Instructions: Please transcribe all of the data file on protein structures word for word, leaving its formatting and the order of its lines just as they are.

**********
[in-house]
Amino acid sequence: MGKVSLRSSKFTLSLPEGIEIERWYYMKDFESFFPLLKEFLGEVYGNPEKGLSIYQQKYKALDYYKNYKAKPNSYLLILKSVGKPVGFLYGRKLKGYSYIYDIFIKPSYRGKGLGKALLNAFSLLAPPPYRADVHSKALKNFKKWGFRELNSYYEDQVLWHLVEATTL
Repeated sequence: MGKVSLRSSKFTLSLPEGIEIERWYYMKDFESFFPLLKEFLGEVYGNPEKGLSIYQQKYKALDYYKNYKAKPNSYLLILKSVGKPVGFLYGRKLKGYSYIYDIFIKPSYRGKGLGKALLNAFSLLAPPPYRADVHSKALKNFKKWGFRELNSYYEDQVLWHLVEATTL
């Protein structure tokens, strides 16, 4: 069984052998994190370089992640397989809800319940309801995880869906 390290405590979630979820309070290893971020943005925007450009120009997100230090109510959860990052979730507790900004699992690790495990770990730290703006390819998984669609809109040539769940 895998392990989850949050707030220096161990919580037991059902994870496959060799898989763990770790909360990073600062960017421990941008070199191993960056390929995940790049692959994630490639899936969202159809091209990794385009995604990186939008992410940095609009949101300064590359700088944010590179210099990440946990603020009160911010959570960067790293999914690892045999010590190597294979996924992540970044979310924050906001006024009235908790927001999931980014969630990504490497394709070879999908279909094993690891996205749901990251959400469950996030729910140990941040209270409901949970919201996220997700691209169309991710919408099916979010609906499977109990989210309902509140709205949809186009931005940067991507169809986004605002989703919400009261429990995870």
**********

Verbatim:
[in-house]
Amino acid sequence: MGKVSLRSSKFTLSLPEGIEIERWYYMKDFESFFPLLKEFLGEVYGNPEKGLSIYQQKYKALDYYKNYKAKPNSYLLILKSVGKPVGFLYGRKLKGYSYIYDIFIKPSYRGKGLGKALLNAFSLLAPPPYRADVHSKALKNFKKWGFRELNSYYEDQVLWHLVEATTL
Repeated sequence: MGKVSLRSSKFTLSLPEGIEIERWYYMKDFESFFPLLKEFLGEVYGNPEKGLSIYQQKYKALDYYKNYKAKPNSYLLILKSVGKPVGFLYGRKLKGYSYIYDIFIKPSYRGKGLGKALLNAFSLLAPPPYRADVHSKALKNFKKWGFRELNSYYEDQVLWHLVEATTL
């Protein structure tokens, strides 16, 4: 069984052998994190370089992640397989809800319940309801995880869906 390290405590979630979820309070290893971020943005925007450009120009997100230090109510959860990052979730507790900004699992690790495990770990730290703006390819998984669609809109040539769940 895998392990989850949050707030220096161990919580037991059902994870496959060799898989763990770790909360990073600062960017421990941008070199191993960056390929995940790049692959994630490639899936969202159809091209990794385009995604990186939008992410940095609009949101300064590359700088944010590179210099990440946990603020009160911010959570960067790293999914690892045999010590190597294979996924992540970044979310924050906001006024009235908790927001999931980014969630990504490497394709070879999908279909094993690891996205749901990251959400469950996030729910140990941040209270409901949970919201996220997700691209169309991710919408099916979010609906499977109990989210309902509140709205949809186009931005940067991507169809986004605002989703919400009261429990995870």